Updated from 5:00 p.m. EDT
Congress picked up the mantle of sorting through who knew what -- and when -- at
, as CEO Mark Hurd and several membersof the Palo Alto, Calif., tech giant appeared before ahearing regarding its controversial efforts to investigate media leaks.
But while seven hours of interrogation by legislatorsteased out more details about the affair, crucialquestions regarding who approved the plan to accessthe personal phone records of board members, employeesand journalists -- and why no one in the company's topranks questioned the methods used to gather the data --remained unanswered.
CEO Mark Hurd described a breakdown in H-P'sinternal processes, including his own failure to reada report addressed to him and others that detailedsome of the controversial methods used in theinvestigation.
Overall however, Hurd described his involvement in theinvestigation as arm's length, at best.
"In terms of the priorities of H-P at that point intime, this was not the CEO's No. 1 priority,"Hurd said.
Hurd and former Chairwoman Patricia Dunn disavowed anyknowledge that pretexting -- falsely impersonatingsomeone to gain access to their personal information -- was part of the investigation until well after the conduct had occurred.
Both said it wasn't until June 2006, when formerboard member Thomas Perkins began to raise concernsabout some of the methods used in the internalinvestigation, that they became aware of the practice. Dunn said she didn't learn that journalists also werebeing pretexted as part of the investigation untilearlier this month.
Indeed, Dunn, who resigned amid the scandal last week,told members of the House Energy and CommerceCommittee that she believed any personal phone recordsobtained by H-P were from publicly available sources. "I understand why that might seem strange today,knowing what I know now," said Dunn.
Dunn's testimony Thursday followed the appearanceearlier in the morning of 10 individuals involved inthe H-P leak investigation, ranging from privateinvestigators to H-P General Counsel Ann Baskins, whoresigned this morning. All 10 individuals declined toanswer questions, invoking their Fifth Amendmentright, to the consternation of some House members.
The committee is conducting a broad inquiry intopretexting.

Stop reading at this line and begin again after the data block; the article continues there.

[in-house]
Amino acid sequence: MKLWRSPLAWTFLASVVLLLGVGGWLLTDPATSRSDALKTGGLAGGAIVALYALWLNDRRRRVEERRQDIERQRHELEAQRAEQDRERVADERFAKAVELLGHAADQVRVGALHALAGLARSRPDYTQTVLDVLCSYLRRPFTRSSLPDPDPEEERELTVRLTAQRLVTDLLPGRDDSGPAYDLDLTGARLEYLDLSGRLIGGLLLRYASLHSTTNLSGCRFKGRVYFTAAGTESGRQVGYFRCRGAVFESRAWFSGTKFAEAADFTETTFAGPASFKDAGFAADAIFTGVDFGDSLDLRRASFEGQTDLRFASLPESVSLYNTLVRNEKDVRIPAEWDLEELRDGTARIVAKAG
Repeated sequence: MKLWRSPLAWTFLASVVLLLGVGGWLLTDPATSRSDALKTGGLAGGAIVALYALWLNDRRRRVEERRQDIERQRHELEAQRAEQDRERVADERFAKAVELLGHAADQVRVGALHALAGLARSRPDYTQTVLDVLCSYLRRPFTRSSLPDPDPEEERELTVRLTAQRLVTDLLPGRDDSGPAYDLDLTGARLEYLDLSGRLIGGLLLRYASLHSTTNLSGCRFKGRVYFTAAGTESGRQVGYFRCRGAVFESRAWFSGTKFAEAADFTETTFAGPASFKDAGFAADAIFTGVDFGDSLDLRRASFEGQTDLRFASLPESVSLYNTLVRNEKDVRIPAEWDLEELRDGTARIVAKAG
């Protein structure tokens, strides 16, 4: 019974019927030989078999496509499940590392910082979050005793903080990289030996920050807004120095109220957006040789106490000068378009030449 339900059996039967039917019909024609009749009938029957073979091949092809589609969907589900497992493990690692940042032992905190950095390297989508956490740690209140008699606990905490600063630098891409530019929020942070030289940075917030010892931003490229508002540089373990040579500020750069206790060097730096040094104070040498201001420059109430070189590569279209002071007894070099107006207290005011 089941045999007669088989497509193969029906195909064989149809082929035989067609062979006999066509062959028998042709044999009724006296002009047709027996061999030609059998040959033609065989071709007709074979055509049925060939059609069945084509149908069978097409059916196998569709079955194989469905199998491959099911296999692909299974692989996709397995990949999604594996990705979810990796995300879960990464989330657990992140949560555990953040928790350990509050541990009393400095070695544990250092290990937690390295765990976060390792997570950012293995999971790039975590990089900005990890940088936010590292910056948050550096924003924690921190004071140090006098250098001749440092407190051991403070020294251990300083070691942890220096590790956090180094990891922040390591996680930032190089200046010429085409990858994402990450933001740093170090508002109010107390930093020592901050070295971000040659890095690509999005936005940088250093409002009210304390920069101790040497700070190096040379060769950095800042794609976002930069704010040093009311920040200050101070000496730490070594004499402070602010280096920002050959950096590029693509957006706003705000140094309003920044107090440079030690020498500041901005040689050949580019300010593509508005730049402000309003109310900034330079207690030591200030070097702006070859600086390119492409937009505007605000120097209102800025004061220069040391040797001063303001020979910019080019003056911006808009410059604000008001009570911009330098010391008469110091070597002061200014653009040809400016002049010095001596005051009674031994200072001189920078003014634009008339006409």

H-P has acknowledged that its efforts to plugboardroom media leaks may have led privateinvestigators it hired to access personal phonerecords of board members and journalists throughpretexting.
In a hearing marked by grandstanding as much as byfact-finding, legislators took turns grilling thevarious witnesses and expressing indignation at thewhole affair. Michigan Rep. John Dingelldescribed H-P's leak investigation as "aplumber's operation that would make Richard Nixonblush if he were alive."
Drawing from a thick binder of documents collectedfrom H-P, legislators pointed to several items thatappeared to indicate that key personnel within thecompany were aware that pretexting was a part of theinvestigation from early on.
Legislators cited handwritten notes by Baskins, whichspecifically mention using pretexting to extractinformation from telephone companies. The initials ofPatricia Dunn appear in the same document with certainquestions.
Dunn said she did not recall participating in themeeting represented by the notes, nor, she said, didshe recall a 2005 conversation in which one of theprivate investigators claims to have explained themethodology of pretexting to her.
Following her appearance, Dunn's attorney released astatement disputing the description of certain aspectsof the investigation's timeline and allegationsabout her involvement in meetings recently made publicby H-P.
Appearing alongside Dunn at the hearing were FredAdler, an H-P employee in charge of securityinvestigations, and Larry Sonsini, the prominentSilicon Valley attorney who serves as H-P's mainoutside counsel.
In one email that Sonsini sent to a former H-P boardmember, the attorney says it appears that the methodsused by H-P in the leak investigation werepermissible. When pressed by legislators about thesestatements, Sonsini repeatedly stressed that he wasmerely conveying the information he received fromH-P's in-house legal department in his email, ratherthan passing his own legal opinion on pretexting.
"I was not an expert in these matters. I did no knowwhat pretexting meant at that time. I was not asked toinvestigate it at that time," Sonsini said.
In fact, a picture emerged throughout the hearingsuggesting that over the course of H-P's investigationthe company may have relied on only a single legalopinion about pretexting. That opinion, it appears,was authored by a clerk at the law firm used by one ofthe private investigators.
H-P shares closed Thursday up 1.6% to $35.97.